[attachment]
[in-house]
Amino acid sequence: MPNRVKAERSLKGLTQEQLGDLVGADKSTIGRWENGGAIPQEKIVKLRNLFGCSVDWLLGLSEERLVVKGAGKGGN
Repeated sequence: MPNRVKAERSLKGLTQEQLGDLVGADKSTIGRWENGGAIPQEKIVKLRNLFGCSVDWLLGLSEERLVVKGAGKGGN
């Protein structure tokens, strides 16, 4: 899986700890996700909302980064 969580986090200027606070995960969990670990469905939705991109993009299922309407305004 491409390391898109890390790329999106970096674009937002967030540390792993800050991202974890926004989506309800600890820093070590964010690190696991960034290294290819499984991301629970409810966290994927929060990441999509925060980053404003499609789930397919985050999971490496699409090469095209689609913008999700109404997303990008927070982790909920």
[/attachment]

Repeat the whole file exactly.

[in-house]
Amino acid sequence: MPNRVKAERSLKGLTQEQLGDLVGADKSTIGRWENGGAIPQEKIVKLRNLFGCSVDWLLGLSEERLVVKGAGKGGN
Repeated sequence: MPNRVKAERSLKGLTQEQLGDLVGADKSTIGRWENGGAIPQEKIVKLRNLFGCSVDWLLGLSEERLVVKGAGKGGN
């Protein structure tokens, strides 16, 4: 899986700890996700909302980064 969580986090200027606070995960969990670990469905939705991109993009299922309407305004 491409390391898109890390790329999106970096674009937002967030540390792993800050991202974890926004989506309800600890820093070590964010690190696991960034290294290819499984991301629970409810966290994927929060990441999509925060980053404003499609789930397919985050999971490496699409090469095209689609913008999700109404997303990008927070982790909920």